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Heterogeneity or True State Dependence in Poverty - The tale told by twins

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  • Nilsson, William

    ()
    (Department of Economics, Umeå University)

Abstract

This study focuses on the persistence of poverty in Sweden. The purpose is to distinguish between two different reasons why poverty could persist on an individual level. By using a sample of identical twins, this study takes advantage of the similarity within pairs of twins to separate family specific heterogeneity from true state dependence, where the experience of poverty leads to a higher risk of future poverty. The results, based on a four variate probit model, show the importance of true state dependence in poverty. When using the information on whether an individual received social assistance as a measure of poverty, family specific heterogeneity explains between 24 and 31 percent of the poverty persistence in the sample.

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Bibliographic Info

Paper provided by Umeå University, Department of Economics in its series Umeå Economic Studies with number 650.

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Length: 40 pages
Date of creation: 08 Apr 2005
Date of revision:
Handle: RePEc:hhs:umnees:0650

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Postal: Department of Economics, Umeå University, S-901 87 Umeå, Sweden
Phone: 090 - 786 61 42
Fax: 090 - 77 23 02
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Web page: http://www.econ.umu.se/
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Keywords: poverty; heterogeneity; state dependence; twins; multivariate probit;

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References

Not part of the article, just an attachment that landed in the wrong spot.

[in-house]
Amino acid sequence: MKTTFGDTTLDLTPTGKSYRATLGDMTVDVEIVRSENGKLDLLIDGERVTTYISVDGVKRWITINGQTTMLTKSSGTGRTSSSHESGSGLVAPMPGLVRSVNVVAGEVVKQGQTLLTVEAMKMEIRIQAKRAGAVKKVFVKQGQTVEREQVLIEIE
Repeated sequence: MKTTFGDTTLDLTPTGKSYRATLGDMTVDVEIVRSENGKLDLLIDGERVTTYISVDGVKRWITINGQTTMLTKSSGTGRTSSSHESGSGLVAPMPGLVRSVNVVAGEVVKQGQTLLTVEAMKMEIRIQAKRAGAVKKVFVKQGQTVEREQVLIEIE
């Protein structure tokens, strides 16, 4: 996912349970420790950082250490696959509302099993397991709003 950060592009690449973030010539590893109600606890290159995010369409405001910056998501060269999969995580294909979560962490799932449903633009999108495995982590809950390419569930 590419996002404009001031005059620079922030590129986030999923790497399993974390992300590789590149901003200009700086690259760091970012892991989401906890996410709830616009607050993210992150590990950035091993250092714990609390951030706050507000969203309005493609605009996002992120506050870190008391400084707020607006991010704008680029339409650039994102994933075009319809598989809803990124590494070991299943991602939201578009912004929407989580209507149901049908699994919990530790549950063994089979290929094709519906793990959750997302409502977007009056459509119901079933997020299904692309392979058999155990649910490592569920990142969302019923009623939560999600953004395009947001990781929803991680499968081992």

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  1. Hansen, Jörgen & Lofstrom, Magnus, 1999. "Immigrant Assimilation and Welfare Participation: Do Immigrants Assimilate Into or Out-of Welfare," IZA Discussion Papers 100, Institute for the Study of Labor (IZA).
  2. Lorenzo Cappellari & Stephen P. Jenkins, 2003. "Multivariate probit regression using simulated maximum likelihood," Stata Journal, StataCorp LP, vol. 3(3), pages 278-294, September.
  3. Martin Biewen, 2004. "Measuring State Dependence in Individual Poverty Status: Are there Feedback Effects to Employment Decisions and Household Composition?," Discussion Papers of DIW Berlin 429, DIW Berlin, German Institute for Economic Research.
  4. Gunnar Isacsson, 2004. "Estimating the economic return to educational levels using data on twins," Journal of Applied Econometrics, John Wiley & Sons, Ltd., vol. 19(1), pages 99-119.
  5. Lorenzo Cappellari & Stephen P. Jenkins, 2004. "Modelling low income transitions," Journal of Applied Econometrics, John Wiley & Sons, Ltd., vol. 19(5), pages 593-610.
  6. Stephen P. Jenkins, 2000. "Modelling household income dynamics," Journal of Population Economics, Springer, vol. 13(4), pages 529-567.
  7. Stewart, M.B. & Swaffield, J.K., 1997. "Low Pay Dynamics and Transition Probabilities," The Warwick Economics Research Paper Series (TWERPS) 495, University of Warwick, Department of Economics.
  8. Coulter, Fiona A E & Cowell, Frank A & Jenkins, Stephen P, 1992. "Equivalence Scale Relativities and the Extent of Inequality and Poverty," Economic Journal, Royal Economic Society, vol. 102(414), pages 1067-82, September.
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Cited by:
  1. Sara Ayllón, 2013. "Understanding poverty persistence in Spain," SERIEs, Spanish Economic Association, vol. 4(2), pages 201-233, June.

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